By Meika Weiss, Pedal Holland
The number of people bicycling in Holland has increased an incredible 281 percent since the year 2000, far outpacing the national increase of 51 percent, according to U.S. Census Bureau’s American Community Survey.
This is great news because of the positive effects bikes have in cities like ours, even for people who don’t ride: Better air quality means fewer asthma attacks and less cardiovascular disease, our streets last longer and cost less to maintain, our neighborhoods are quieter, and we see fewer crashes of all kinds.
Our best guesses for reasons why bicycling is increasing so quickly here also point us toward future improvements that can continue to boost ridership and community sustainability.
Those reasons include nearly 200 miles of shared use pathways and 70 miles of on-street routes, in addition to our well-established Green Commute Week program. A recent study by the National Association of City Transportation Officials showed that places with new, high-comfort bike facilities – generally meaning places for bikes that are separated or protected in some way from motor traffic – see an increase between 21 percent and 171 percent in the number of people riding.
This hints at one way to address two important local challenges – increasing our housing supply and accommodating development in our thriving downtown. Because bicycles take up much less space than cars, shifting some car trips to bicycles will allow us to preserve the character of our downtown and center city neighborhoods while still allowing other traffic to flow smoothly.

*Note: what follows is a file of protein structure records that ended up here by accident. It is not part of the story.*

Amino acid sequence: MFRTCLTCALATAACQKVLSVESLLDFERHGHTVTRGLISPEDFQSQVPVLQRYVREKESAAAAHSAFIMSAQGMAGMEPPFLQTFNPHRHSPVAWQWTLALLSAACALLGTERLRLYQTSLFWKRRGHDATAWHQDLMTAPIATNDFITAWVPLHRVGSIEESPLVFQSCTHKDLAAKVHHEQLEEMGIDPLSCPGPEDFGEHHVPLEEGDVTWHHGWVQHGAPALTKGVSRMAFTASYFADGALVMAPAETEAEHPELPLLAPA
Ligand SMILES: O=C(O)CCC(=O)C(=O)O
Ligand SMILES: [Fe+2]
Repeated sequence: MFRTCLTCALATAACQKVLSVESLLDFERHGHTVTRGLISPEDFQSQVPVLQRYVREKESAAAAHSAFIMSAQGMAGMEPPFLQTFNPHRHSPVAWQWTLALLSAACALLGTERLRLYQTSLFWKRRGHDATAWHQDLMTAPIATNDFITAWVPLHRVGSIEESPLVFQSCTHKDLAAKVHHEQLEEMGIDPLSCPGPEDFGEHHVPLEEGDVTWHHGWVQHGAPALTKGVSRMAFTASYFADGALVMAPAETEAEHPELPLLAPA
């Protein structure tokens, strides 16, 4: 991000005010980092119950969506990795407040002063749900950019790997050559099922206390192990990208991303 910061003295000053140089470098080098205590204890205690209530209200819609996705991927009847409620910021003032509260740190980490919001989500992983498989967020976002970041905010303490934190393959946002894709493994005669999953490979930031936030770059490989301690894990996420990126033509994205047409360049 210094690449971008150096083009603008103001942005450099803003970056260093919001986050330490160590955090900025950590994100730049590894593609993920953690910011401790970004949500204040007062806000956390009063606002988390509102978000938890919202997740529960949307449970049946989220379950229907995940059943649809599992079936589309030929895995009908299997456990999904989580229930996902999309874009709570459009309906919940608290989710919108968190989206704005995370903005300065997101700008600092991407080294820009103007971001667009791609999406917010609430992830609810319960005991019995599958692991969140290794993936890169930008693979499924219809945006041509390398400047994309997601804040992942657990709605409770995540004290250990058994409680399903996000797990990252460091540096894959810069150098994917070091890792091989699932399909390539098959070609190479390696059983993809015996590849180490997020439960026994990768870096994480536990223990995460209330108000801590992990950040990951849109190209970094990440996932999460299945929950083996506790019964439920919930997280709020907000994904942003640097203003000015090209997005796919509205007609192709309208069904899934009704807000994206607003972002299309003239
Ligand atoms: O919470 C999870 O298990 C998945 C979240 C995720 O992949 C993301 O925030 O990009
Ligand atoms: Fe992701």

Even though we see most great bike infrastructure in big cities, small cities like Holland have several advantages over large metropolitan areas in creating a bicycling culture.
One of the most powerful is Holland’s relatively small footprint. Nationally, 40 percent of all trips are two miles or less, a very reasonable ride for even the most casual bicyclist. Since our metropolitan region is only 10 to 12 miles across in any direction, many of our destinations are already in easy biking distance. Because bike facilities are relatively inexpensive compared to automobile infrastructure, Holland could become a national leader for less than the cost of a single public parking garage.
The greater Holland area is off to a great start in becoming a bike-friendly community. If you are inspired to get started riding, keep it simple: Get some lights on your bike, grab a helmet, and move predictably while riding – travel in a straight line in the same direction as car traffic and pay attention to street lights and stop signs.
Other bicyclists are a great resource for new riders, too. Join us for a casual Bike Holland ride on Aug. 13 or Sept. 10 at 6 p.m., starting at Velo City Cycles, 326. S. River Ave. in Holland.
Meika Weiss is the founding board chairperson of Pedal Holland, a start-up non-profit advocacy group committed to making bicycling an easy choice for transportation and recreation.
This Week’s Sustainability Framework Theme
Transportation: The movement of people, goods, and services within the area is an evolving system that links us to our regional, national and global networks.
ABOUT THIS SERIES
Living Sustainably is a collection of community voices sharing updates about local sustainability initiatives. It is presented by the Holland-Hope College Sustainability Institute, a joint project of Hope College, the City of Holland and Holland Board of Public Works. Go to www.hope.edu/sustainability-institute for more information.